The first, and most important step in options trading, is to create a watchlist of highly-liquid, optionable stocks or ETFs. This will be the foundation of your all your trading endeavors. The reason you MUST only use highly-liquid stocks or ETFs is so that you can rely on pricing efficiency.
The more liquid the option the tighter the bid/ask spread. This is extremely important because the bid/ask spread impacts the cost of using options. Wide bid/ask spreads eat into the potential profitability of your investment, and contribute to what is known as ‘slippage’.
The easiest way to search for what we call ‘tradeable’ options on ETFs or stocks — Volume. We look for ETFs with an average volume over 1 million shares traded because we want liquid options. Sometimes the 1 million may not be enough, but it is certainly a good starting point. Again, liquidity directly translates into a reasonable bid/ask spread for options — this is critical. It allows you to trade in and out with giving up much of an edge.
Options Trading: Part II
Sometimes, we receive emails asking me to look at a small-cap or penny stock with 50,000 shares traded. For one, most, if any, offer options. Remember, we use a probability-driven approach using various credit spreads in the Options Advantage service. This would be impossible to do with illiquid underlyings.
Lack of volume is the main reason that we do not use individual stocks in our strategies. Most stocks do not offer liquid options. And the ones that do are subject to volatile moves due to unforeseen announcements, earnings surprises, etc. There is no need to take on this type of risk knowing that we can make consistent gains using highly-liquid ETF options.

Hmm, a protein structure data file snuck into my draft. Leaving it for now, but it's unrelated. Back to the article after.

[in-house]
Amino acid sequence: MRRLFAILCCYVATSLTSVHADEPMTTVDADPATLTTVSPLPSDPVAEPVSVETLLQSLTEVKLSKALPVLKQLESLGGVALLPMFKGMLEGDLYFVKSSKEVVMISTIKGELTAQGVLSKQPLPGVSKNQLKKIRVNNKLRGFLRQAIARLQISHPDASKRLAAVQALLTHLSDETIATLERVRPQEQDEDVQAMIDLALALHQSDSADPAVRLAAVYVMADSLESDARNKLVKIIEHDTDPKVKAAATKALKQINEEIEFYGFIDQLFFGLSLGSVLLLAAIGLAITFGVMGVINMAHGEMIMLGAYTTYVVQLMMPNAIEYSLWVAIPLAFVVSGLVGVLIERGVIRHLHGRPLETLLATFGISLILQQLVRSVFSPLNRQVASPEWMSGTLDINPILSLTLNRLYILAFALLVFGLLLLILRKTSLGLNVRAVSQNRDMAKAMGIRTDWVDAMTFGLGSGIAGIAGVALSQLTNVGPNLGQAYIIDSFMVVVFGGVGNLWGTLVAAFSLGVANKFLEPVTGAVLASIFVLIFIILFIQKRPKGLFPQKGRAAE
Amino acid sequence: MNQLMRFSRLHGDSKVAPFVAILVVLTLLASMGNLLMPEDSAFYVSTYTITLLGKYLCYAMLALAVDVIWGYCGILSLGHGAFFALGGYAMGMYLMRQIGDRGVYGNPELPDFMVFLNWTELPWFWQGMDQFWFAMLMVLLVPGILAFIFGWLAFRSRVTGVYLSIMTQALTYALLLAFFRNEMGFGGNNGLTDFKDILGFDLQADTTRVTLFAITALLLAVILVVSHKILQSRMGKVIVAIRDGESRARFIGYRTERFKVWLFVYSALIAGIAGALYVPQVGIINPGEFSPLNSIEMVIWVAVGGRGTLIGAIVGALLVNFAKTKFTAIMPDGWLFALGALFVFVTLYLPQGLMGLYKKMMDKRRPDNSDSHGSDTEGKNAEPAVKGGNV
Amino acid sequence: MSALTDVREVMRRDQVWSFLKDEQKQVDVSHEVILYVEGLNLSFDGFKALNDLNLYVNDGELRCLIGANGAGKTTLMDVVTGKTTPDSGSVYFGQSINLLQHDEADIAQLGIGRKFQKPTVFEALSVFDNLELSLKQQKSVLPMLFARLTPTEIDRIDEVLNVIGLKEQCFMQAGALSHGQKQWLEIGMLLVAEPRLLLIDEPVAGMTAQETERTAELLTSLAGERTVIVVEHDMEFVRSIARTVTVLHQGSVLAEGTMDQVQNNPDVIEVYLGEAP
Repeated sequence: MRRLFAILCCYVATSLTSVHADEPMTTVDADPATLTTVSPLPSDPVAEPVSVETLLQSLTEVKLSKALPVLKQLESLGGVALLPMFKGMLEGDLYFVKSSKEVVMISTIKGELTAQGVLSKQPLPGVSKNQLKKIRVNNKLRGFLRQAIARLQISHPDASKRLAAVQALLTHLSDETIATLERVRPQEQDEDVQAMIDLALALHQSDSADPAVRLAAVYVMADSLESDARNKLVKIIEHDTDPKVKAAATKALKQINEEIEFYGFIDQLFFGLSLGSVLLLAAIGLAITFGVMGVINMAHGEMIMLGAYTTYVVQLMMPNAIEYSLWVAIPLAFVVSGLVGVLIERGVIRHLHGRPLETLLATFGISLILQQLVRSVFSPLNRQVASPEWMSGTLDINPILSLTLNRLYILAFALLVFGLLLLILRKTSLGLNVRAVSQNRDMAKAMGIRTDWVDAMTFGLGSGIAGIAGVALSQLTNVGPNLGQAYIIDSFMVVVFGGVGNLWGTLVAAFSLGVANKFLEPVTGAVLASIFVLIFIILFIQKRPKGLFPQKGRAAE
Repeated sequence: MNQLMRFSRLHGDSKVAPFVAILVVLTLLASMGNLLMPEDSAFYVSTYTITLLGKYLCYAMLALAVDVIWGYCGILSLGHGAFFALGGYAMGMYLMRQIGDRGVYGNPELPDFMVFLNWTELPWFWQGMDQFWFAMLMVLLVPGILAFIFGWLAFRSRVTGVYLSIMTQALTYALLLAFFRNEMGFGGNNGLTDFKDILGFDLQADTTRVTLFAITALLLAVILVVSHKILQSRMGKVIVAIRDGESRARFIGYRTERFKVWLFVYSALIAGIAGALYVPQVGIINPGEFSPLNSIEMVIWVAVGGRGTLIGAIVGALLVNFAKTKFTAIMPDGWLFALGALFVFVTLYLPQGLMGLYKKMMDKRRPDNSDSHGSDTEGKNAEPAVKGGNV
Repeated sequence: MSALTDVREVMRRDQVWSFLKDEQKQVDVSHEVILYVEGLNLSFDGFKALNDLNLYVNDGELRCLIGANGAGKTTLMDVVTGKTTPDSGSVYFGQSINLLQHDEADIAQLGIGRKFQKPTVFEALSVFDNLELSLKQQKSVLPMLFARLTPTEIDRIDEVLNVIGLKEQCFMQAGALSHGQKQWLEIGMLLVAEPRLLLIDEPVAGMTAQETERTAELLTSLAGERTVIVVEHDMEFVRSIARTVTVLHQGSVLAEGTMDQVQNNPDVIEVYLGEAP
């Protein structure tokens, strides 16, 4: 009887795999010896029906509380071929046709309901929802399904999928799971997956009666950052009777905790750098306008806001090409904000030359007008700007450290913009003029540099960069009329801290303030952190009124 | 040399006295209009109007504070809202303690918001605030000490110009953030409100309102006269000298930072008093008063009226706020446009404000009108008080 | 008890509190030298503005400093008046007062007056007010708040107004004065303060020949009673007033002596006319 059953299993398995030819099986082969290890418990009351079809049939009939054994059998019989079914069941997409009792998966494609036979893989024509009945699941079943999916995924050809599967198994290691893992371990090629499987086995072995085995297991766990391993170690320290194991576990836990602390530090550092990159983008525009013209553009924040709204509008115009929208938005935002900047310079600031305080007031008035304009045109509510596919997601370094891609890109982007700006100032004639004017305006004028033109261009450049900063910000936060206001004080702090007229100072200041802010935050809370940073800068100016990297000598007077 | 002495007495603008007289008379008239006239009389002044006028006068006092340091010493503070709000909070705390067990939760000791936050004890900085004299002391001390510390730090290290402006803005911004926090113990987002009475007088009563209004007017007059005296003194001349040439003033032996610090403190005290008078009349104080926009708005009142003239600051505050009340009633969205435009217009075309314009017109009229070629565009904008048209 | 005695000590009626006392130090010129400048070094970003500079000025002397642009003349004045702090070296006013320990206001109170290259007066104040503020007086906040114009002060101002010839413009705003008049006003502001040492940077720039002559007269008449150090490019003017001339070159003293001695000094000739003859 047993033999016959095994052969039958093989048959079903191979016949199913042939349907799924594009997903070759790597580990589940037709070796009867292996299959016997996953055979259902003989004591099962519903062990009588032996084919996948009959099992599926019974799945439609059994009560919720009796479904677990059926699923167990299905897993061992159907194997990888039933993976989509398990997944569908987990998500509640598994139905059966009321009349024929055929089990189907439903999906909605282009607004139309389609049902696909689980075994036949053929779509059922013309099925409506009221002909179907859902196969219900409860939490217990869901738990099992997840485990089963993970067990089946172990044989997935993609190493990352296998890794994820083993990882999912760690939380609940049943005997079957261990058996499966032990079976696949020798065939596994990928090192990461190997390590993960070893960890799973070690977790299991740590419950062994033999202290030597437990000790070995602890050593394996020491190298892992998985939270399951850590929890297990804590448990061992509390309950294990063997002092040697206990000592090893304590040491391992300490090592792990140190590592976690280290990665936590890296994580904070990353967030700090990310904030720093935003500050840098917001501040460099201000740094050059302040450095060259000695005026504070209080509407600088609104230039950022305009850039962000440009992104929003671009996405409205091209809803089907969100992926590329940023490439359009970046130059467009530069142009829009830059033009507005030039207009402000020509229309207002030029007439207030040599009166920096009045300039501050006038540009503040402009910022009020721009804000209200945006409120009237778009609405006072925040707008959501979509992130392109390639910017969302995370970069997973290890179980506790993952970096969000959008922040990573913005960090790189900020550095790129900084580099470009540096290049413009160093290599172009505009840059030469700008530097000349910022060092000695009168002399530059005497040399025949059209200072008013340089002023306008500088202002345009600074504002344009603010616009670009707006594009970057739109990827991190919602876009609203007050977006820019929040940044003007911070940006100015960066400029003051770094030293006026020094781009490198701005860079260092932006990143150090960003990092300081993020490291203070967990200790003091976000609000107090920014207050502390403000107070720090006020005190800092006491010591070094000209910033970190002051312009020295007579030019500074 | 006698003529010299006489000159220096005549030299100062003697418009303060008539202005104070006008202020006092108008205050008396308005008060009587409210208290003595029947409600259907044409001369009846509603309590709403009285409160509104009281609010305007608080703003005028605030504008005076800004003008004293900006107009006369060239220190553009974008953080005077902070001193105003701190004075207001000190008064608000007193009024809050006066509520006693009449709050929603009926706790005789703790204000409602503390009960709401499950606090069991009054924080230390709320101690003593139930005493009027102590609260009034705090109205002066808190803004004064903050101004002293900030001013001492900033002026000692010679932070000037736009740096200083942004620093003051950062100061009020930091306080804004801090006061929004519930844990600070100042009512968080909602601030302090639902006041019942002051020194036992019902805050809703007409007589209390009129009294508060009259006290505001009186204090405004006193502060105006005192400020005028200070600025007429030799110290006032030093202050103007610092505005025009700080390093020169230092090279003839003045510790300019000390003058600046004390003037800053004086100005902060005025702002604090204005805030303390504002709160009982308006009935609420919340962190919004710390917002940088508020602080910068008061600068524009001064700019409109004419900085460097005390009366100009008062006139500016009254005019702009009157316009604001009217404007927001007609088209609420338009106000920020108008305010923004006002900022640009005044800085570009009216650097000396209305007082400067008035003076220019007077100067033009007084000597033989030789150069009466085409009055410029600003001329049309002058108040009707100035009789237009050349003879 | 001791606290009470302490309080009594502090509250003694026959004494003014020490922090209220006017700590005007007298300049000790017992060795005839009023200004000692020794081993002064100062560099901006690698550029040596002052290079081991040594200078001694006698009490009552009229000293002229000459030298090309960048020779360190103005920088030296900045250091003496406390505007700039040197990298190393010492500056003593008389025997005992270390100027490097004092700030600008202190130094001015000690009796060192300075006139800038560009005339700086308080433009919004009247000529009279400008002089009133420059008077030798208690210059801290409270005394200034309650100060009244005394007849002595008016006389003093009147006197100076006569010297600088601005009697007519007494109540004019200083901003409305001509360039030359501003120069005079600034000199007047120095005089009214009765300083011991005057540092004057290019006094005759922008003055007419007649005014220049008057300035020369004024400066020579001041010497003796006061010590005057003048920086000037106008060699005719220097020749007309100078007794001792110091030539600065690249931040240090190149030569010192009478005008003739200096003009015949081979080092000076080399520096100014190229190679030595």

Also, by limiting the number of underlying stocks or ETFs, you have the ability to focus and become familiar with a select group that will aid in making your trade assumptions. Creating this watchlist will save you lots of time.
The bear strangle is a non-directional trade that profits when the underlying trends strongly in either direction, but a greater haul if the move is lower.
A bull strangle is set up much the same as a traditional strangle, but the options are adjusted downward to account for the trader’s bias.
This non-directional options strategy profits when the option on the underlying security expires within a chosen range at expiration.
A long strangle is a limited risk/unlimited profit strategy that looks a lot like its trading cousin, the straddle – save for one key detail.
I compare selling options to being the house in a casino, but with significantly better odds. And as we all know, the house always wins over the long term.
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